professional is helping each family member to share the pain they have been carrying. Although family members have bailed the gambler out time and time again, the incidents involving money are minimized. By so doing the concerned persons can focus on the amount of time the gambler spends feeding the addiction, how much the gambler is missed, and how hurt they are that the gambler is not there for them emotionally. The latter part of the third session is spent discussing how the group will get the I.P. to attend the following session. Truth is the most important factor in arranging the I.P.'s presence at that session. The counselor will suggest one member of the group tell the I.P. that he/she has been going for counseling to deal with the affects of the gambling. This family m e m b e r will then ask the I.P. to attend the next session. Should the I.P. refuse to attend an alternate plan will be put into affect. The alternate plan consists of the intervention taking place in the home Of one of the concerned persons who attended each of the preparation sessions. Should the intervention take place anywhere but the counselor's office, a spokesperson shall be chosen by the intervention group to see to it that the confrontation is carried out as planned. The spokesperson is rarely the spouse or the I.P.'s enabling parent. In the case of parents, it is common that one parent has become enmeshed with the I.P. while the other parent has distanced. The distant parent has long since made the decision to cease giving the I.P. money, to pay bills or to cover gambling debts. This "hard" parent makes a good spokesperson because this is the parent who, because of the gambling disorder, has recently had the least interaction with the I.P. Because there has been silence between them, the I.P. is likely to listen when this parent speaks. It is most preferable to have the intervention take place in the counselor's office. However, if that is not possible, it can be conducted successfully in another setting. Once the spokesperson is chosen the group begins rehearsing the intervention. Decisions are made as to where each person will sit, who will read their letter first and what part the professional will play throughout the intervention session. The last part of this session is spent once again pointing out to the family how strongly they have been affected by the I.P.'s compulsive gambling; and how important it is for each of them to become part of a self-help group so they can continue to learn, gain strength, and feel supported as well as hopeful.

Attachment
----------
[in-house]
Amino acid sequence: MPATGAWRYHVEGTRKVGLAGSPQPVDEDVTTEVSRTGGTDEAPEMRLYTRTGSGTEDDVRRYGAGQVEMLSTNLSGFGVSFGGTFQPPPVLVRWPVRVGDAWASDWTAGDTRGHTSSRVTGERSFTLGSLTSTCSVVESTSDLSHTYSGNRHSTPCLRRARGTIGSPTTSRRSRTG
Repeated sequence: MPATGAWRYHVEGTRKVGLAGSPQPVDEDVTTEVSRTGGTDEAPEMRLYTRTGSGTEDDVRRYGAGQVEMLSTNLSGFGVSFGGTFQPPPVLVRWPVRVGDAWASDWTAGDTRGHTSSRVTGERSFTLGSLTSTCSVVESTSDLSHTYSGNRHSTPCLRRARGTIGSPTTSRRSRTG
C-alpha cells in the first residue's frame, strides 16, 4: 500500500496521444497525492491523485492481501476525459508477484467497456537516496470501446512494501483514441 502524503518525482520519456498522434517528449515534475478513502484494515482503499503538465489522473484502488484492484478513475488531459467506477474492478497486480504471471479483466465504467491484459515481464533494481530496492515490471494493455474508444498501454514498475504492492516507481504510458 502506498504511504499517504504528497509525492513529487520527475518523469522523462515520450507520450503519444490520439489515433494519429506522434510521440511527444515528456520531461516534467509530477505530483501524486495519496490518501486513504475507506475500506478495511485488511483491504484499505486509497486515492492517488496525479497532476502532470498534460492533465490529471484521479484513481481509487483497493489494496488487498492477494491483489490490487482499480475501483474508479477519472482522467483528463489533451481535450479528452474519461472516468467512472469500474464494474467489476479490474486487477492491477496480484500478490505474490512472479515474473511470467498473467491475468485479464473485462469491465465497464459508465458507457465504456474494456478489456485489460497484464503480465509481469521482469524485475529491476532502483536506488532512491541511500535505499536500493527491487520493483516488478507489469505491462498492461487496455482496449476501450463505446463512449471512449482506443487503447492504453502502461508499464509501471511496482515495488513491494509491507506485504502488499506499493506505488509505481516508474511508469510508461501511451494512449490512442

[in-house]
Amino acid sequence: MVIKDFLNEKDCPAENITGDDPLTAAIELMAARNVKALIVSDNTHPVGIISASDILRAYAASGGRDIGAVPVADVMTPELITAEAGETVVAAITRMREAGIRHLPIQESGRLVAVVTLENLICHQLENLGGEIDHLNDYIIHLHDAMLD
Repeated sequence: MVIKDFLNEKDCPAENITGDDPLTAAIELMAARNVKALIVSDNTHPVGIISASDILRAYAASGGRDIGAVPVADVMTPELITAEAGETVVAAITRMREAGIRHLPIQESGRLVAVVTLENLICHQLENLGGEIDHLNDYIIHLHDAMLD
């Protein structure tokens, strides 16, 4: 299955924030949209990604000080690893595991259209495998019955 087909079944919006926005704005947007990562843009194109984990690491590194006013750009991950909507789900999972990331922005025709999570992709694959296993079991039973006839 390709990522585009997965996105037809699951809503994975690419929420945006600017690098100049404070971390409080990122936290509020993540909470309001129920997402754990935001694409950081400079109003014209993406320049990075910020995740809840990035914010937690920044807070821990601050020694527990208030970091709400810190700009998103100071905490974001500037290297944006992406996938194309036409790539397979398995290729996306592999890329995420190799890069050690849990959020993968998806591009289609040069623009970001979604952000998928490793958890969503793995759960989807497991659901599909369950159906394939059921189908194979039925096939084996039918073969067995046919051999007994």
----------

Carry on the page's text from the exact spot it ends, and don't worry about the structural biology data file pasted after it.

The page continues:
T H E F O U R T H P R E P A R A T I O N SESSION It is to be expected that the I.P. will be present at this session. If it is c o n d u c t e d in the counselor's office, the counselor will guide and orchestrate the confrontation so that it is carried out with dignity and s u p p o r t for the family as well as for the I.P. After each m e m b e r has read their p r e p a r e d statement, the counselor will s u m m a r i z e what has been said and ask the I.P. to accept t r e a t m e n t for the gambling problem. T h e definition of t r e a t m e n t is explained to the I.P. and options are offered so that the I.P. can take part in the decision as to which road to travel to recovery. " T h e intervention did not go well . . . after an h o u r the m a n left. Some time later . . . the m a n was seen sitting in a chair (at a t r e a t m e n t f a c i l i t y ) . . , waiting for g r o u p counseling to start . . . . the goal was met." ( M e a g h e r , 1987, p. 70). 9Should the I.P. agree to t r e a t m e n t , a d e t e r m i n a t i o n is m a d e as to which course of action to take and exactly what constitutes t r e a t m e n t . It is possible the I.P. will agree to start a t t e n d i n g G a m b l e r s A n o n y m o u s meetings and arrest the disease. Some m a y agree to include professional counseling in addition to self-help. In some cases, if the I.P. is obviously very depressed, a psychiatric evaluation m a y be in o r d e r and t r e a t m e n t at an inpatient facility m a y be r e c o m m e n d e d . W h e t h e r or not the I.P. accepts t r e a t m e n t , the family is asked to r e t u r n the following week.